HD Talks

State of the Industry

Posted by on March 4, 2015 in Trends

As HD gets ready for a few busy months with our HD Summit (happening this week in sunny California—which I’m not mad about), HD Expo, and our HD Awards, we’ll see firsthand how the industry has changed even over the past year. It’s exciting time to be in the business and that feeling of positivity is palpable, and a welcome relief from the years of the recession.

It’s been a little over a month since the Americas Lodging Investment Summit (ALIS), and there’s still so much to talk about. But when many hotel leaders are in one room, what they say resonates—creating a ripple effect in the industry.

The lobby library at the Brice, a Kimpton Hotel in Savannah, part of an adaptive reuse project by designer Anna Busta.

The lobby library at the Brice, a Kimpton Hotel in Savannah, part of an adaptive reuse project by designer Anna Busta.

Indeed, during a hotel leaders panel at ALIS, top industry executives were also looking forward to the year ahead. Here are some of their top takeaways about the ever-evolving industry.

  • IHG acquiring Kimpton was a long time coming, said Michael Depatie, CEO at Kimpton, and not surprising either. “When I joined Kimpton 12 years ago, someone made me an offer to buy the company … and as the boutique segment of the business has gotten more popular and better known” it was logical that people would look at Kimpton more seriously, he says.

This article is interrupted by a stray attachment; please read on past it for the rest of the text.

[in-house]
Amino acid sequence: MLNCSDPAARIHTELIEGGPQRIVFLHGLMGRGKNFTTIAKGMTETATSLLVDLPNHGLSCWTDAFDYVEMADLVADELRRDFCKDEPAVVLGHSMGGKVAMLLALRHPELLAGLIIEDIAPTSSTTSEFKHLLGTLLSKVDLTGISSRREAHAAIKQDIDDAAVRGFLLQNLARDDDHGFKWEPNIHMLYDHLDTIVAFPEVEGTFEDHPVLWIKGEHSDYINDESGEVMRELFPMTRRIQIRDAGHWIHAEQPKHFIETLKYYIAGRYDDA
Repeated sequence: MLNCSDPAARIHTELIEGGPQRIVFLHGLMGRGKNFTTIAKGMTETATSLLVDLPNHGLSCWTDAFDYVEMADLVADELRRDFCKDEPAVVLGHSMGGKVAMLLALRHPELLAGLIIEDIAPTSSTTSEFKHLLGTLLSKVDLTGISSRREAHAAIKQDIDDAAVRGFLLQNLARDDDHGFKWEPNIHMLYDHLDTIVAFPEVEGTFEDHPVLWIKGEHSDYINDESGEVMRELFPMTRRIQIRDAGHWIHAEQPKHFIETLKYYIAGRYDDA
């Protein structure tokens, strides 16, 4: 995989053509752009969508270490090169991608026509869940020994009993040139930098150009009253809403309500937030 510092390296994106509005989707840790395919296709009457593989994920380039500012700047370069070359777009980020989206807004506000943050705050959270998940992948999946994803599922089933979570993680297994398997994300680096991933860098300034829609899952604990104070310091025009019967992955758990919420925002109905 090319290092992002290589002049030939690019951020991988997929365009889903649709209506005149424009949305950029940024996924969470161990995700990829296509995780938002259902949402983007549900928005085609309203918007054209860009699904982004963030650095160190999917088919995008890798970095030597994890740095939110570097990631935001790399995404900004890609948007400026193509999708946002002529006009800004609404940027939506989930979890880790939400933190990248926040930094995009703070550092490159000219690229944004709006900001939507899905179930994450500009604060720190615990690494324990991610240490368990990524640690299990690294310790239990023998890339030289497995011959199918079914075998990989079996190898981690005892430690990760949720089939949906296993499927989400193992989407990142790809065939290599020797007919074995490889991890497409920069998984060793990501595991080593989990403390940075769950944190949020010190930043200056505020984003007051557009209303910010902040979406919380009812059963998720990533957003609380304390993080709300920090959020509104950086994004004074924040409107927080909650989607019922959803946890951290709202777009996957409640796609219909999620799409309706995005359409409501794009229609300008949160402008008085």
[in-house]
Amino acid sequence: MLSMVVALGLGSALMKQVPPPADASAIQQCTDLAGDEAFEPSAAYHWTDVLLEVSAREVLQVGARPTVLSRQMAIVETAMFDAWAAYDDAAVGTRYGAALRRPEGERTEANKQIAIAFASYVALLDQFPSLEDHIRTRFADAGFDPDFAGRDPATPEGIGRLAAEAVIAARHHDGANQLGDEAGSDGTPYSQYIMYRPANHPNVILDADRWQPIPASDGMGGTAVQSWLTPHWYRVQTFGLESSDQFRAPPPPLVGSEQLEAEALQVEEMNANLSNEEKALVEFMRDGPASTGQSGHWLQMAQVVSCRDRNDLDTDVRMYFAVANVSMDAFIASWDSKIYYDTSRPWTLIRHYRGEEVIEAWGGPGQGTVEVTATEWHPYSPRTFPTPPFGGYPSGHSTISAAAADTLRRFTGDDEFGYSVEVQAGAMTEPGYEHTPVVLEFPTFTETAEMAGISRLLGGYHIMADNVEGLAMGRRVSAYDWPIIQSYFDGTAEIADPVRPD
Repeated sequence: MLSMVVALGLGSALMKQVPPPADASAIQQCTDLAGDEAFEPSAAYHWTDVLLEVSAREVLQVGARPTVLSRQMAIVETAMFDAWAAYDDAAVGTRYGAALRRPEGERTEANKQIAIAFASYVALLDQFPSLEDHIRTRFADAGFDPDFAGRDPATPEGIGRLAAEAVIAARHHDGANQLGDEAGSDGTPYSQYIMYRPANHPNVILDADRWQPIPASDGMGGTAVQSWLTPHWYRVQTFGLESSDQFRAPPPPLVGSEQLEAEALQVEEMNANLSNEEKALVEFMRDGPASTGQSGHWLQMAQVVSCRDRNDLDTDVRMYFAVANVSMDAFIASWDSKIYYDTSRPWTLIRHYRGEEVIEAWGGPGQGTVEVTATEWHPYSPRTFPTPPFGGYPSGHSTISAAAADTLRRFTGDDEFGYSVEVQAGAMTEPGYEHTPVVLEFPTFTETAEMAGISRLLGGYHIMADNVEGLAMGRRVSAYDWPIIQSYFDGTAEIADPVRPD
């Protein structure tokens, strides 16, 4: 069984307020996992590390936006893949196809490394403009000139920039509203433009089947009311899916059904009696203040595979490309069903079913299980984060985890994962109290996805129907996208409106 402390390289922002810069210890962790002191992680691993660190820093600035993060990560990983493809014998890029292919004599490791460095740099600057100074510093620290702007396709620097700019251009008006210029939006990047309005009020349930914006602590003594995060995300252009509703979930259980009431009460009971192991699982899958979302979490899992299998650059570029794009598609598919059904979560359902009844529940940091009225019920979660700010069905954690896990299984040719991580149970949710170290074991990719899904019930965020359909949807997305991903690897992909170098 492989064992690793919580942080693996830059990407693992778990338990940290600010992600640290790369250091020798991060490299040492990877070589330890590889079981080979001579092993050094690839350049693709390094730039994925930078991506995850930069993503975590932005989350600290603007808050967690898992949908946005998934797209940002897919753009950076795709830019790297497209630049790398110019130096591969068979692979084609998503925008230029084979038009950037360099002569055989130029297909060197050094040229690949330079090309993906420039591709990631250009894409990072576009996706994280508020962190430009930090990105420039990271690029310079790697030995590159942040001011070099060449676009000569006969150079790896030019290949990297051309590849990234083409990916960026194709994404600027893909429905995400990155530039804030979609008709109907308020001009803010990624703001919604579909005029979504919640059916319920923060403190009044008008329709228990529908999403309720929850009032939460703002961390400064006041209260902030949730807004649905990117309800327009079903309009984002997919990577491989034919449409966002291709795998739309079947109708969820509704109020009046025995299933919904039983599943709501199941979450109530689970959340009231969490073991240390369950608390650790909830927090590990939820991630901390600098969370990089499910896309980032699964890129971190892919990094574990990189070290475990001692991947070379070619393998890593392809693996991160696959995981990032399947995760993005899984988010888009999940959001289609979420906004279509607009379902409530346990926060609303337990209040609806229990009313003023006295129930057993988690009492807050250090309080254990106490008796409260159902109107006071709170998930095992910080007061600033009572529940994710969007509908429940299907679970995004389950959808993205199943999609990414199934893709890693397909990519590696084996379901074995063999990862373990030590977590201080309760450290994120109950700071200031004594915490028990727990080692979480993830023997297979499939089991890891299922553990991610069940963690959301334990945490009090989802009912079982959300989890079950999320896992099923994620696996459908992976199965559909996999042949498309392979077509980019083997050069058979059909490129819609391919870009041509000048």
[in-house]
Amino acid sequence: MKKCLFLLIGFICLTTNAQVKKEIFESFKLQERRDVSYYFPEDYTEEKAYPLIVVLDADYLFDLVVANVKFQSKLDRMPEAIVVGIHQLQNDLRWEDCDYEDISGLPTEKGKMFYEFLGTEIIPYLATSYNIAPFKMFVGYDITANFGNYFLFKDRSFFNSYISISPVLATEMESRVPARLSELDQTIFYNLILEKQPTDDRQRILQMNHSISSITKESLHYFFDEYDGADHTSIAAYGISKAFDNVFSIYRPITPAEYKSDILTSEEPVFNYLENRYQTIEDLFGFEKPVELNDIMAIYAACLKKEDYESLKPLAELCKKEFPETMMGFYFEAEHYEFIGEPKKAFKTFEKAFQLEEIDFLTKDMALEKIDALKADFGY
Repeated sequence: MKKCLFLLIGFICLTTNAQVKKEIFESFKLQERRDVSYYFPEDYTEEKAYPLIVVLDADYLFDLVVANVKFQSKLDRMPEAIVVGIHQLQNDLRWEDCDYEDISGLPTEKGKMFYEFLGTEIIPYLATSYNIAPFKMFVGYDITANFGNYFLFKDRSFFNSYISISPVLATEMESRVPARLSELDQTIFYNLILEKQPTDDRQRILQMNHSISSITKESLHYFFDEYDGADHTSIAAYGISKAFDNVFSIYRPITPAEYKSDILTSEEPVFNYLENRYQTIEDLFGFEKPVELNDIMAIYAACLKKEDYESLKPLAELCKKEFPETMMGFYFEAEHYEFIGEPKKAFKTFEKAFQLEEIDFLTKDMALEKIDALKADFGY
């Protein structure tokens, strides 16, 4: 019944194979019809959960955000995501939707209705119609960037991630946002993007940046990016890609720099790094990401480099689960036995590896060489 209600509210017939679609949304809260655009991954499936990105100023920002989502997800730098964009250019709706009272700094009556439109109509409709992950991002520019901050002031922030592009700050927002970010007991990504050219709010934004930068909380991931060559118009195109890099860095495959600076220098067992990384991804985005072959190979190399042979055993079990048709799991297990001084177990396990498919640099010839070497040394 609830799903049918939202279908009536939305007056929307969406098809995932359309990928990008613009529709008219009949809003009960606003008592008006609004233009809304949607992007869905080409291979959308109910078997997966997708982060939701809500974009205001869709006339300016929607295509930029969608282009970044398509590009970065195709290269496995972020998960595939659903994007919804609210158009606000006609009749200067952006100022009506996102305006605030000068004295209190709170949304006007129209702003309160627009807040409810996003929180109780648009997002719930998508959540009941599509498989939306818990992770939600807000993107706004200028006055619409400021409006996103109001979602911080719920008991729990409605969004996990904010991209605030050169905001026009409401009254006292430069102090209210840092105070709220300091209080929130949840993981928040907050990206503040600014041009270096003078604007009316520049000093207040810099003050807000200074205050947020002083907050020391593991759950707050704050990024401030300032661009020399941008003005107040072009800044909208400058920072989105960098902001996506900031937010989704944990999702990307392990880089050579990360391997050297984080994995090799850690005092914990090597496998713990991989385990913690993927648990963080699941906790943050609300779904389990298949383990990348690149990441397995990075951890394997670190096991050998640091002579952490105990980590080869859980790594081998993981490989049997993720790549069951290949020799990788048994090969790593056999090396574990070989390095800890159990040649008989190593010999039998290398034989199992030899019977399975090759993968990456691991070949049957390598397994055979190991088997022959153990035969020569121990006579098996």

• “Having a big brand behind you might not be such a bad idea,” Depatie added. With the initiation of more soft brands (Autograph, Curio by Hilton, Loews’ OE Collection), it helps boutiques go more mainstream, giving guests a unique experience but also something they’re familiar with, as well—the best of both worlds.
  • The big question on everyone’s mind, especially in the wake of IHG’s acquisition of Kimpton: Do boutique hotels lose their uniqueness as  it gets “branded?” asked Jon Bortz, president and CEO of Pebblebrook Hotel Trust.
  • An unsurprising trend, according to Bortz, is that people want better experiences so they can share online.
  • “We’re really focused on keeping things simple and innovative,” Gregory Mount, president and CEO of Red Lion Hotels, said. That means hiring the right people and embracing things the industry hasn’t in the past. “One of the things I learned is to bring folks in who don’t work in the industry,” he added.
  • Other concerns: the drop in oil prices and continued efforts to make it easier for international travelers to come to the U.S.

Comments are closed.